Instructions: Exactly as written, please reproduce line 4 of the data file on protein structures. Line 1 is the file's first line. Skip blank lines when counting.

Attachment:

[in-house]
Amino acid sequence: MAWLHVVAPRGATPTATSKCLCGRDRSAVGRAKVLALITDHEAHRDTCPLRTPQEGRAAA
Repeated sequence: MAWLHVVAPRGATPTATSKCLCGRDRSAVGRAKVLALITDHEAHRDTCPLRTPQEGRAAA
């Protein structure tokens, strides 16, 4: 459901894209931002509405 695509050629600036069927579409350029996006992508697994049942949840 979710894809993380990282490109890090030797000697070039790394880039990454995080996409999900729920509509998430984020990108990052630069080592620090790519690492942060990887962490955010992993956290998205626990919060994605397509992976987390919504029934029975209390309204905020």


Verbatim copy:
């Protein structure tokens, strides 16, 4: 459901894209931002509405 695509050629600036069927579409350029996006992508697994049942949840 979710894809993380990282490109890090030797000697070039790394880039990454995080996409999900729920509509998430984020990108990052630069080592620090790519690492942060990887962490955010992993956290998205626990919060994605397509992976987390919504029934029975209390309204905020």